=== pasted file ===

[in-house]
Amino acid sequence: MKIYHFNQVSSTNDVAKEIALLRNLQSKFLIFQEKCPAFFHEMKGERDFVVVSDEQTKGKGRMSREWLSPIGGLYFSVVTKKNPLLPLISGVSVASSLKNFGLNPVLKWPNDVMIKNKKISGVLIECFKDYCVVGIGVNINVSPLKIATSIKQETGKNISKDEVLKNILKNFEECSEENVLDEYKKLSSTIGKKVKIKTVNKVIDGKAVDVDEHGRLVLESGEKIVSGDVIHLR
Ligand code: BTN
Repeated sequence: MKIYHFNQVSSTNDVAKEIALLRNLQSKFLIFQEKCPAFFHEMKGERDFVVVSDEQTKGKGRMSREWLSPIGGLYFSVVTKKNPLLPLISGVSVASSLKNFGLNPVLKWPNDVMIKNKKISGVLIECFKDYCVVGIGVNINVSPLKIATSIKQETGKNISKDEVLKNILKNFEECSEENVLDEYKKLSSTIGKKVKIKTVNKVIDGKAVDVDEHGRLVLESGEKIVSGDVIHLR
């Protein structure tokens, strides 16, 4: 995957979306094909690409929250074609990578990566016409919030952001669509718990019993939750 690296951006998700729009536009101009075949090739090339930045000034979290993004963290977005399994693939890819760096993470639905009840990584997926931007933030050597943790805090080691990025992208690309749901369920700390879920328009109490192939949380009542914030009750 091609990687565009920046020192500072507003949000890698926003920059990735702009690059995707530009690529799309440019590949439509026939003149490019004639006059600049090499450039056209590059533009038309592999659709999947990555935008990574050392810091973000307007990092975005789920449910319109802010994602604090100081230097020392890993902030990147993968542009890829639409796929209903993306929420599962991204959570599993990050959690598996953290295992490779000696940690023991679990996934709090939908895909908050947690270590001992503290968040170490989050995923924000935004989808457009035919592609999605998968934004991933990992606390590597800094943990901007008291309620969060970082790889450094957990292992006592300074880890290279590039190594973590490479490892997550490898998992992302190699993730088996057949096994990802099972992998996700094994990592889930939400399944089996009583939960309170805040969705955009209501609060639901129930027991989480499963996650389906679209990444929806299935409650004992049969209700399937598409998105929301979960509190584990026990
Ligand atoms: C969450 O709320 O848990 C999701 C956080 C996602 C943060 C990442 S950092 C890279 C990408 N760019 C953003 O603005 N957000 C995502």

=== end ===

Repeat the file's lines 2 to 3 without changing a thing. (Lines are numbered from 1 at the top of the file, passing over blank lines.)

Amino acid sequence: MKIYHFNQVSSTNDVAKEIALLRNLQSKFLIFQEKCPAFFHEMKGERDFVVVSDEQTKGKGRMSREWLSPIGGLYFSVVTKKNPLLPLISGVSVASSLKNFGLNPVLKWPNDVMIKNKKISGVLIECFKDYCVVGIGVNINVSPLKIATSIKQETGKNISKDEVLKNILKNFEECSEENVLDEYKKLSSTIGKKVKIKTVNKVIDGKAVDVDEHGRLVLESGEKIVSGDVIHLR
Ligand code: BTN